this past week i was in the sierras, backpacking with my sweetheart and a handful of dear friends in the mountains just north of yosemite. we hiked way further then we initially had intended, but it was well worth it. shooting stars, quiet lakes, sunsets from the tops of peaks, thunderstorms, camp fires, and always a barely palatable freeze-dried dinner to top off the evening. julius had his own backpack, a source of unending pleasure for me. i pretty much can just stare at him all day anyways, but with a doggie backpack on? completely mesmerizing.
i have to admit, coming back home, i miss the mountains. i miss that feeling of having everything you need in one small pack, the freedom of not having to be anywhere or be anything other than an animal, walking through meadows and resting by lakes and eating snacks. i like not thinking about what i’m going to wear, because there is only one option. i like not having mirrors around. i like that cell phones don’t exist, and there is not even the chance that the chirping of a bird can be mistaken for the phantom ring of the phone. i like the simplicity of backpacking. nothing superfluous: just water, food, bedding, hiking shoes, and a backpack for your dog. obviously we had more things than that, but it’s the feeling of simplicity of which i speak. there is not a ton of choice. you look at the map with your friends, come to a consensus of where to hike, then hike. you talk some, but mostly you watch the grass and granite pass under your feet at a slow and steady pace, you hear your breath, slightly more labored at 9,000 feet, and you watch your dog try to pass the person in front only to get thwarted by the unfamiliar berth of his backpack knocking into trees and rocks. it’s a feeling of truly living, as if this were indeed the culmination of the evolutionary mechanisms designed to develop the human mind: to finally stop fretting over the bills, the kids, the relationship, and drop into meditative bliss. take a load off. except, in this case, put a 50 lb load on.
now i’m back to the land of skittle-colored flowers, weeds going to seed, and dirty knees. which, don’t get me wrong, i am incredibly happy about. my first night home i stopped by my friend’s, and also my next door neighbors, for dinner. a collection of my favorite farmers were there, sharing in a just-roasted chicken from one of the many we’d raised together as a group this summer, corn on the cob with lobs of butter, baked potatoes with sour cream (and more butter), cucumber-tomato-basil salad, and fresh strawberries with cream. this was basically the opposite of what we ate on our trip, and i was unapologetically pleased.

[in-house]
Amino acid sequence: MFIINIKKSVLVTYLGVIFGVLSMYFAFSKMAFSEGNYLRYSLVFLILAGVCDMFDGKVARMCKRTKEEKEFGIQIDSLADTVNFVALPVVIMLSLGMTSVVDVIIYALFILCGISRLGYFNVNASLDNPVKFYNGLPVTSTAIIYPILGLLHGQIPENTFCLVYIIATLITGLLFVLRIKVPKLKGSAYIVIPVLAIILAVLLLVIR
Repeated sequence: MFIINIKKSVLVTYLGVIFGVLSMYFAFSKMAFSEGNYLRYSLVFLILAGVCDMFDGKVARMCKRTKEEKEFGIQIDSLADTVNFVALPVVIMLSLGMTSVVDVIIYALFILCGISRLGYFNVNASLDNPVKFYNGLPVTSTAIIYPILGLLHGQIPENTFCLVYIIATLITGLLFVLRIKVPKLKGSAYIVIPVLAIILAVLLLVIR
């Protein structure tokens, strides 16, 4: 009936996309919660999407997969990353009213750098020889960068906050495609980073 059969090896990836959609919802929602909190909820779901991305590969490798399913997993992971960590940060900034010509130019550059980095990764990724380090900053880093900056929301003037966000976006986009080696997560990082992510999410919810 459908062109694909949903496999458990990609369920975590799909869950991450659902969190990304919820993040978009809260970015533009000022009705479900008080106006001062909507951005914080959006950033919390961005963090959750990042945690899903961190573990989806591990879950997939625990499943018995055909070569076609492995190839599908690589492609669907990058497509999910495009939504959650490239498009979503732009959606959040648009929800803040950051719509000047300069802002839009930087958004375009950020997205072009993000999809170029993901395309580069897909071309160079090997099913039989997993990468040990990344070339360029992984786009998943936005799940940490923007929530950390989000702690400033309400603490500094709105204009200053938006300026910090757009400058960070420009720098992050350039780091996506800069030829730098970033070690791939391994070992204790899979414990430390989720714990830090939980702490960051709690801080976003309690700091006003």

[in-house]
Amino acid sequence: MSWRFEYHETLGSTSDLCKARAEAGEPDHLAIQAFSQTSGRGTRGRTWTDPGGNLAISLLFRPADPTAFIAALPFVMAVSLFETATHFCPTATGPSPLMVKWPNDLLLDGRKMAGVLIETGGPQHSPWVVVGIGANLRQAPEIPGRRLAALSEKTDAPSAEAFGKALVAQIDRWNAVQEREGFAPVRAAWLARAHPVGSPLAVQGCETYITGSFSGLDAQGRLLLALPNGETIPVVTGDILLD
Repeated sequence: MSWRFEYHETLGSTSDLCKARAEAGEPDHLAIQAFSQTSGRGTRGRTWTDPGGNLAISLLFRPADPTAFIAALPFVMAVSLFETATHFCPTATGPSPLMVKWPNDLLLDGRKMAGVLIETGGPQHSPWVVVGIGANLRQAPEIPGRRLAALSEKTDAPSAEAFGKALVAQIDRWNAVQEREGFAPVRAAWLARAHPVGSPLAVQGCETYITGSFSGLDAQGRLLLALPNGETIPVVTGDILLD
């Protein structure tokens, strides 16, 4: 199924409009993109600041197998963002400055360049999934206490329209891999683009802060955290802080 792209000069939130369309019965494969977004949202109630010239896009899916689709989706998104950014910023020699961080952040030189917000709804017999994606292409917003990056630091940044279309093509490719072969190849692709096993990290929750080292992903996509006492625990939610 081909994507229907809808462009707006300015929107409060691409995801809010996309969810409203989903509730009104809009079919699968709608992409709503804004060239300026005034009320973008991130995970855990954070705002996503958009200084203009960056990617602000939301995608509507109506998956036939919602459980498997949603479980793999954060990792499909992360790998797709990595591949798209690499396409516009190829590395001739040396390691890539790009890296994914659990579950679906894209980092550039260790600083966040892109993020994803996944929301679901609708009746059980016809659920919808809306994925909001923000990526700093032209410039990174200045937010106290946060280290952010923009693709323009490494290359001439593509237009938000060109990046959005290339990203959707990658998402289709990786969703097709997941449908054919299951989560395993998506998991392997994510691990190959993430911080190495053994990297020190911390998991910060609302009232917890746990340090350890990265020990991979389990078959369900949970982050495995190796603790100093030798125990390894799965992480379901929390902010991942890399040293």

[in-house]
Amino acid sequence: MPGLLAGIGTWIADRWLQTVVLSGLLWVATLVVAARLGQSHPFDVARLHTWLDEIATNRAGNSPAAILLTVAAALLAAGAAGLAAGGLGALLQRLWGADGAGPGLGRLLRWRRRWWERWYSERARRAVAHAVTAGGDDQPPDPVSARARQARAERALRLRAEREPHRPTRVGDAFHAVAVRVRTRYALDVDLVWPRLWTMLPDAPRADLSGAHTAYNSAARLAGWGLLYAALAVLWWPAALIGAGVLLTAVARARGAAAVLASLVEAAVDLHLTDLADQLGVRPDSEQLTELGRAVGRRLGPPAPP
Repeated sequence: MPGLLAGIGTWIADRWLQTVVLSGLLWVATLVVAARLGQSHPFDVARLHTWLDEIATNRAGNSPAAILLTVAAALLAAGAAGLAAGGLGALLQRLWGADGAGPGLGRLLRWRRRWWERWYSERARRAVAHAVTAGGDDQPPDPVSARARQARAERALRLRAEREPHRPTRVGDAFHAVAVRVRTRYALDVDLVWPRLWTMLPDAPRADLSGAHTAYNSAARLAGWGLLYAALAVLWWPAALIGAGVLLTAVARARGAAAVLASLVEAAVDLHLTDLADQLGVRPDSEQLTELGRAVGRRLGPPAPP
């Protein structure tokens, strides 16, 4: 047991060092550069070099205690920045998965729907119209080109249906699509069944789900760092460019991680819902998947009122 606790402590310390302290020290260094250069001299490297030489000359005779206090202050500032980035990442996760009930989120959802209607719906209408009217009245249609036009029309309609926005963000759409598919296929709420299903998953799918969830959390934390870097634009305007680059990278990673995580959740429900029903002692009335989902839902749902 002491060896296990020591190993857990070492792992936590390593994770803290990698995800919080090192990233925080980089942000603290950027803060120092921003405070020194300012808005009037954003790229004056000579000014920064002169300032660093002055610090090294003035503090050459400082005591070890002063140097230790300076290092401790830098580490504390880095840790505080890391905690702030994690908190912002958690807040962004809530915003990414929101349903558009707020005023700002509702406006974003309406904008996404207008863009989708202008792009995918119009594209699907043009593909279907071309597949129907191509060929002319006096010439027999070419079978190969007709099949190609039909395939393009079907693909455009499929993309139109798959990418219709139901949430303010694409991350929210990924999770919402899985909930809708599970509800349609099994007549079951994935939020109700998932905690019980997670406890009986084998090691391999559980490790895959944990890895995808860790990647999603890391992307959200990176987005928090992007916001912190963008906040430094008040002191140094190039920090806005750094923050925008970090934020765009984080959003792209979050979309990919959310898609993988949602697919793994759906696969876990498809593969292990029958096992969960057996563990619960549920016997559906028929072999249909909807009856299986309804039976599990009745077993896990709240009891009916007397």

so how is it that i can wax poetic about farm fresh food when a minute ago i was praising the austere beauty of being in the mountains, sleeping under the stars, and eating the grossest, not-quite-reconstituted pad thai of my life?
it’s because, from instant oatmeal to the fresh cucumbers and everything in between, there is a lot to be grateful for. there are terrible things happening in the world right now, and here i am lucky enough to be able to eat, to walk, to do work that i love, and to turn on my faucet and have clean clear potable water come flowing out. i even have the luxury to go into the mountains, wave a magic pen in my nalgene, and have clean water appear there too. this is why the world is full of poetry. it is generous and it is good. sad things and painful things happen and we suffer. but in nature especially, peace is as accessible as we open ourselves up to seeing that it is all around us.
i’ll admit that this post was mainly an excuse to put my dog and his backpack on our website (since this has almost nothing to do with flowers). but i’m also writing to remember, and to remind myself, that whatever happens in a day – whether it storms and the night before you slept on pinecones and then this morning you mistakenly ate part of a pot-cookie and proceeding to trip your brains out for 8 hours (just a random, totally impersonal example) – that even if things seem uncomfortable or stressful, there is still the opportunity to affirm what is good. i could complain about my back or the food or the fact that i forgot my toothbrush. or i could close my eyes and listen to the wind going thru the trees and smile and say thanks for what nature gives us so freely. cold mountain lakes and luscious dahlias, black bears and preying mantises, purple carrots and golden beets, and of course, snickers bars and doggie backpacks.